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BusA form of public transport that convey members of the general public, usually charging set fares, to a scheduled timetables of services along predetermined routes.

Documents listed in this section cover Legislative Framework and Responsibilities, Policies and Guidance, Bus–Priority, Bus–Lanes, Bus–Stopping Places, Busway Transit.

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Title Document type Published Publisher
TAL 02/07 The Use of Bus Lanes by Motorcycles

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The Government’s Motorcycling Strategy, published in February 2005, seeks to facilitate motorcycling as a choice of travel within a safe and sustainable transport framework. Since 1995, several authorities have made permanent a number of experimental Traffic Regulation Orders allowing motorcyclists to use bus lanes. Various monitoring and research projects have been carried out to determine the effects of these schemes on both motorcyclists and other road users. The research does not lead to clear conclusions, but suggests both potential benefits and disbenefits. As with any scheme, the decision to allow motorcycle access to bus lanes should be taken with care to mitigate foreseeable and avoidable risks. The Strategy gave an undertaking to review the advice given in Local Transport Note (LTN) 1/972, on the use of bus lanes by motorcycles. Local highway authorities are able to permit classes of vehicles other than buses into bus lanes. However, because of concerns about safety and lack of any evidence at the time, LTN 1/972 recommended that motorcycles should not normally be permitted to use them. This Traffic Advisory Leaflet now revises the guidance on that point in LTN 1/972 and encourages a more objective assessment to be made.

Primary Doc. 01/02/07 Department for Transport Add icon
Know Your Traffic Signs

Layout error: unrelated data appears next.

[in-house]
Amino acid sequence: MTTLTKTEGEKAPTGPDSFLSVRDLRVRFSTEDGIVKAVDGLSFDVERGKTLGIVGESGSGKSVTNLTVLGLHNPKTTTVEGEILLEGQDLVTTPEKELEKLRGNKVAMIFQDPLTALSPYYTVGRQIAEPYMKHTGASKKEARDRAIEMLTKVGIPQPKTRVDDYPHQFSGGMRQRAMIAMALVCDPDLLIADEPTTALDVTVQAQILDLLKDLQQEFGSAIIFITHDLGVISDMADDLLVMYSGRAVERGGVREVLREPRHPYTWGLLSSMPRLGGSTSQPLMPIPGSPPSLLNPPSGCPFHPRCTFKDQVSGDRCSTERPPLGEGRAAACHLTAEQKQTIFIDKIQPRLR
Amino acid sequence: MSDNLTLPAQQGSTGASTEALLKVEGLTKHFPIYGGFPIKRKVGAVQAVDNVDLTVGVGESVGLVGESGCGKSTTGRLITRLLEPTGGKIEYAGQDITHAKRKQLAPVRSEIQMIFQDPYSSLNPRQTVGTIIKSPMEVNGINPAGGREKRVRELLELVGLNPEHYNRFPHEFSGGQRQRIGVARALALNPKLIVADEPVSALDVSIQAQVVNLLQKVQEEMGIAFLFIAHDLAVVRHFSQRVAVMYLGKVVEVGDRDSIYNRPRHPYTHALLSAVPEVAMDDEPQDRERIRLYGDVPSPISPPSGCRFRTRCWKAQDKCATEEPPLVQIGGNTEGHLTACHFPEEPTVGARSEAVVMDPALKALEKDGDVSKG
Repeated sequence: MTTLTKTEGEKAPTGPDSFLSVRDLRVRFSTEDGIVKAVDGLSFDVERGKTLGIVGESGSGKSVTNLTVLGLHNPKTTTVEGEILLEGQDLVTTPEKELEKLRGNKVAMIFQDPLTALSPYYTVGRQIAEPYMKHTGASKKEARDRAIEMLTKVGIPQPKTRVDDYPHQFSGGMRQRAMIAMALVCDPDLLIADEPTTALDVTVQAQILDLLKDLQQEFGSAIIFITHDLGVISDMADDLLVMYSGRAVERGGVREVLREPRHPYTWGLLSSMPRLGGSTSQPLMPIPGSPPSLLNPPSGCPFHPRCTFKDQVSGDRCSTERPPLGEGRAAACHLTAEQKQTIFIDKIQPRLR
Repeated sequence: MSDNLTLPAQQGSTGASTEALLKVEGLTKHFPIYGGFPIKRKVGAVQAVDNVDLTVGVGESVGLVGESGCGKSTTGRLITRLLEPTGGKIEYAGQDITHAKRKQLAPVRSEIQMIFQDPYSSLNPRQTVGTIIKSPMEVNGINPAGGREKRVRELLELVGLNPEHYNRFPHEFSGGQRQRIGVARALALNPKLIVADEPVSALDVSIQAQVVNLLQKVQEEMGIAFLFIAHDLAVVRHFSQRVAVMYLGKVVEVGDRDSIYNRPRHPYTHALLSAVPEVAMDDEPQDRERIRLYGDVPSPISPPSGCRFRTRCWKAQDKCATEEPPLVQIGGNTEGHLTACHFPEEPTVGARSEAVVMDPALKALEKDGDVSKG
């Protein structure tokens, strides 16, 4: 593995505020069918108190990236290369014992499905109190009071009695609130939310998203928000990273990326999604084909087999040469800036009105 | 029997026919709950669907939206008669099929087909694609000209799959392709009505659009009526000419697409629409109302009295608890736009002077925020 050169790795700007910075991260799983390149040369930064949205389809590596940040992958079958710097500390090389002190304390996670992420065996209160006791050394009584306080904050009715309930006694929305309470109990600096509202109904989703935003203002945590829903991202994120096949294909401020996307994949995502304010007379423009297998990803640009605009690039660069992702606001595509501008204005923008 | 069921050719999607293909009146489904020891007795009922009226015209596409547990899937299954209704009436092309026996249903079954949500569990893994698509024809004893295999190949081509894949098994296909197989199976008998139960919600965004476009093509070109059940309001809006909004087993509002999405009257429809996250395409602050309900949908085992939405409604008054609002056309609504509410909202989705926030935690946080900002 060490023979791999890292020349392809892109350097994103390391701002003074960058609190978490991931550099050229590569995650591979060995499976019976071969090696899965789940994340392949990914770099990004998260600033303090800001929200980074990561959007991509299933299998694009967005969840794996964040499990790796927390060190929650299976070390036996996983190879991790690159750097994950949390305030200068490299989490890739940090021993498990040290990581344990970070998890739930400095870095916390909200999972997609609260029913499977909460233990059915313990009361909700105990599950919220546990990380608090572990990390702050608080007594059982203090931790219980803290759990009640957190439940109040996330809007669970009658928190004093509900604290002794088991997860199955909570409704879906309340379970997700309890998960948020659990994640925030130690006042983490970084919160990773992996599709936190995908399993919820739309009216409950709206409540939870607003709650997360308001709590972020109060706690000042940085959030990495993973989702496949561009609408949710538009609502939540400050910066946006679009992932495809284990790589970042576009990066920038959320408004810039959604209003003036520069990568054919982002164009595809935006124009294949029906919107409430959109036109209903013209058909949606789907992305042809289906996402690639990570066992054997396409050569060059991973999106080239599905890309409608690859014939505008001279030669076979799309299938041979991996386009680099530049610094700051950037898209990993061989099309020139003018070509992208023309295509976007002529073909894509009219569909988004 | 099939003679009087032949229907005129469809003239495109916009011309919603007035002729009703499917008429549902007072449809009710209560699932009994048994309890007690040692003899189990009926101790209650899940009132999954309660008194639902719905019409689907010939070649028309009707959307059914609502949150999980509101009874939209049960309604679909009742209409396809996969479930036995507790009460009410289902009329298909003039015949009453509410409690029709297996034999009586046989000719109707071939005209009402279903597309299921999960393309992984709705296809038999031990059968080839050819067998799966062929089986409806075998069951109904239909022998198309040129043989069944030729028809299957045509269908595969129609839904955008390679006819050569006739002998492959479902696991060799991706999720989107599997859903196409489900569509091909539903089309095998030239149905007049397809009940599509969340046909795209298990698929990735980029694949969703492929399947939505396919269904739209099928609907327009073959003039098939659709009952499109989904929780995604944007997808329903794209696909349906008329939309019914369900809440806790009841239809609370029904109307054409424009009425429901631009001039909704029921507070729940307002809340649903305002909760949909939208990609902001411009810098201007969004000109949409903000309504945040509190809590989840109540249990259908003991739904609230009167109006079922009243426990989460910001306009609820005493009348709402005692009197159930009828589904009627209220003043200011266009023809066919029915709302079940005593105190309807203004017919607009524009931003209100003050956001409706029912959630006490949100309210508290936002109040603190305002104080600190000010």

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Why know your traffic signs? Traffic signs play a vital role in directing, informing and controllingroad users' behaviour in an effort to make the roads as safe aspossible for everyone. This makes a knowledge of traffic signsessential. Not just for new drivers or riders needing to pass theirtheory test, but for all road users, including experiencedprofessional drivers. Keeping up to date We live in times of change. Society, technology and the economy allplay their part in changing the way we travel. New road signsconveying new messages and in new formats are introduced fromtime to time, so drivers or riders who passed their driving test a fewyears ago need to keep up to date or run the risk of failing tounderstand or comply with recently introduced signs. A few examples of events that called for new signs include: • Britain's first motorway • Pelican crossings • Reintroduction of trams • Advanced stop lines • Vehicle-activated signs • Active Traffic Management. Responsibility for traffic signsResponsibility for the road network in the UK is split among:• the Highways Agency in England• the Welsh Assembly Government in Wales• the Scottish Executive in Scotland• and local or regional highway authorities. The central administrations above are responsible for the UK’sstrategic road network. Strategic roads are the highways that linkcities, areas of population, ports and airports. Most motorways andsome “A” roads are strategic roads. Local or regional highway authorities are responsible for localroads, and this includes a few motorways, all other “A” roads andall other public roads. While responsibility for placing, erecting andmaintaining traffic signs is split among these bodies, it is importantthat signs are consistent both in appearance and in the way theyare used.To ensure that the UK has a uniform traffic signing system, signsmust conform to the designs prescribed in the Traffic SignsRegulations and General Directions (although some signs mayhave been specially authorised by the Secretary of State). The Traffic Signs Manual, published by TSO, provides detailedguidance for those responsible for designing and installing traffic signs.